Grandmother’s Stories March 2019

STORIES MY GRANDMOTHER FIRST READ TO ME were from a book titled STREAMS IN THE Flying Over BurdensDESERT. She and the author were friends in the early 1900’s. Mrs. Cowman (the author) was a missionary and Grandma was a “Lady Evangelist.”  May this poetry from her book encourage us TODAY.  

ONE DAY WHEN WALKING DOWN THE STREET, on business bent, while thinking hard about the “hundred cares” which seemed like thunder clouds about to break in torrents; Self-Pity said to me:

“You poor, poor thing, you have too much to do. Your life is far too hard. This heavy load will crush you soon.” 

A swift response of sympathy welled up within. The burning sun seemed more intense. The dust and noise of puffing motors flying past with rasping  blast of blowing horn incensed still more the whining nerves, the fabled last back-breaking straw to weary, troubled, fretting mind.

“Ah yes, it will break and crush my life; I cannot bear this constant strain of endless, aggravating cares; they are too great for such as I.” 

So thus my heart consoled itself “enjoying misery” when to a still small voice” distinctly said, “T’was sent to lift you—not to crush.” 

I saw at once my great mistake. My place was not beneath the load but on the top! God meant it not that I should carry it. He sent it here to carry me. Full well He knew my incapacity before the plan was made. He saw a child of His in need of grace and power to serve; a puny twig requiring sun and rain to grow; an undeveloped chrysalis; a weak soul lacking faith in God. He could not help but see all this and more. And then, with tender thought He placed it where it had to grow—or die. To lie and cringe beneath one’s load means death, but life and power await all those who dare to rise above.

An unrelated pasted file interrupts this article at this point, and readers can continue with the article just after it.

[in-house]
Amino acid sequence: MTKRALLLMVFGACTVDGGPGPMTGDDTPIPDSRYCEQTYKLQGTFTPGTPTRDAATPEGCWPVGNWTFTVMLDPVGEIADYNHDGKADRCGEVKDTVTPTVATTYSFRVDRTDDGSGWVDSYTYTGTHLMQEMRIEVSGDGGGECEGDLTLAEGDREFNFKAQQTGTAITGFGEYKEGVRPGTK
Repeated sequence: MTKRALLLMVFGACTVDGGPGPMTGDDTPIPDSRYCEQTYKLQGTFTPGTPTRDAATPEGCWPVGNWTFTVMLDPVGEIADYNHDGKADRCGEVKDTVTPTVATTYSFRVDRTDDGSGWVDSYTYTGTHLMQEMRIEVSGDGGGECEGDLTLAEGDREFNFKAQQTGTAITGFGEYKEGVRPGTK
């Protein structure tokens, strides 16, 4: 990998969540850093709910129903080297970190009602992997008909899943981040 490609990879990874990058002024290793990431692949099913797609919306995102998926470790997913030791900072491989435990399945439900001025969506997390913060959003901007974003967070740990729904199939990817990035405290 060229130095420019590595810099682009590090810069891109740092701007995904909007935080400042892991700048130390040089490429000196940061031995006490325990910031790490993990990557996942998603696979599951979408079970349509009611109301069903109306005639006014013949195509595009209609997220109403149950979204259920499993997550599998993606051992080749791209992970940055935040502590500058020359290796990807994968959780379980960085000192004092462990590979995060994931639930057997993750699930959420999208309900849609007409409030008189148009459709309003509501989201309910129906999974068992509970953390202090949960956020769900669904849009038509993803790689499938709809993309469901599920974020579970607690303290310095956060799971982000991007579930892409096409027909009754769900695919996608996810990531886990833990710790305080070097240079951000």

Our burdens are our wings; on them we soar to higher realms of grace; without them we must ever roam on plains of undeveloped faith, (for faith grows but by exercise in circumstance impossible). O paradox of Heaven. The load we think will crush was sent to lift us up to God! 

Then, soul of mine, Climb up! Nothing can e’er be crushed save what is underneath the weight. How may we climb! By what ascent will we crest the critical cares of life! Within His Word is found the key which opens His secret stairs; alone with Christ, secluded there, we mount our loads, and rest in Him. 

The poem above is by Mary Butterfield found in the book, Streams in the Desert. The original book was published in 1925 and then updated by Zondervan Corporation in 1997.